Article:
The end of October and the beginning of November signals the end of the wine harvest season and the beginning of the local tradition of distilling raki — a clear potent alcoholic spirit — and the celebrations that go along with it. If you are in Naxos during this time, ask about where the local “rakitizio” is happening and get ready to experience local food culture at its best.
Every year, local residents — with a special license — take the remnants of the wine press (skins, pulp, seeds, stems of the grape) that have been fermented (for about 40 days) of the season’s vintage and boil them in large cauldrons (pots known as a “kazani”) set on a wood burning fire to begin the distillation process and the making of raki.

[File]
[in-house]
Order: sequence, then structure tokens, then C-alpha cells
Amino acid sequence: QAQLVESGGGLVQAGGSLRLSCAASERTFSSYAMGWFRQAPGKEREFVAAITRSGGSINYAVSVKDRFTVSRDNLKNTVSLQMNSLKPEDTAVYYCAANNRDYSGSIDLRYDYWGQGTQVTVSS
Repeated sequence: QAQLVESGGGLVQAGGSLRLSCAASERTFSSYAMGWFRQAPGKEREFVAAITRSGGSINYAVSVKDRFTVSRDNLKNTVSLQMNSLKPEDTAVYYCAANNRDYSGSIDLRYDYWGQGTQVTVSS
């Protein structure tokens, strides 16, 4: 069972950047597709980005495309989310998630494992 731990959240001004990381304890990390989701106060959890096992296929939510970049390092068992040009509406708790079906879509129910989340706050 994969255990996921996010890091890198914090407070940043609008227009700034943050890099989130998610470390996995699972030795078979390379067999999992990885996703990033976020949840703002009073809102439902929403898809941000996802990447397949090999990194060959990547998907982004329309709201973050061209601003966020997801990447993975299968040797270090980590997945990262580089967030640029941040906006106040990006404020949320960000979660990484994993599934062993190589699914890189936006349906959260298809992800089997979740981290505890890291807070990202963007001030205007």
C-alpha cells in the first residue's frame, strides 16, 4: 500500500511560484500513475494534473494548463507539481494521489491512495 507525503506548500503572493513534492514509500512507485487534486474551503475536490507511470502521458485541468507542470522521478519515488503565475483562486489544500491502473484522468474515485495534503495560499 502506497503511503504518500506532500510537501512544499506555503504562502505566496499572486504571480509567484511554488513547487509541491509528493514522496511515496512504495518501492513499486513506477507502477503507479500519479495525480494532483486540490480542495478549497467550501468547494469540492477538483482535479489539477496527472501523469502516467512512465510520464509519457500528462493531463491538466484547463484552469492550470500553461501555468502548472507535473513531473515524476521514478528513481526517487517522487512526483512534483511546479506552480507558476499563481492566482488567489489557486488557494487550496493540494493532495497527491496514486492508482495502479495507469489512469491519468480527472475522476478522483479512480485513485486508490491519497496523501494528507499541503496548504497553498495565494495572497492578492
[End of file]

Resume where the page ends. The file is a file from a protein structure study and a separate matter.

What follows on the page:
The pots are sealed tight. As the ingredients boil, the vapor passes through a tube-like nozzle and is mixed with cold water resulting in the clear spirit, raki. Made without any added preservatives, the first quantity is considered quite potent and not used for drinking. The litres that remain are set at about 30-40% alcohol level.
Awaiting the final product (apostagma), guests gather around to partake in festivities including nibbling on mezé, dancing and singing to local traditional music.
Raki: A Quick Guide
Raki is a potent distilled spirit (alcoholic beverage 30-40%) often called tsipouro or tsikoudia in Crete, zivania in Cyprus.
Rakomelo also known as “Psimeni Raki” — Popularly made on the island of Amorgos and Schinoussa adds a bit of honey and spices to the mix. Often served warm, this sweet is said to be good for winter colds.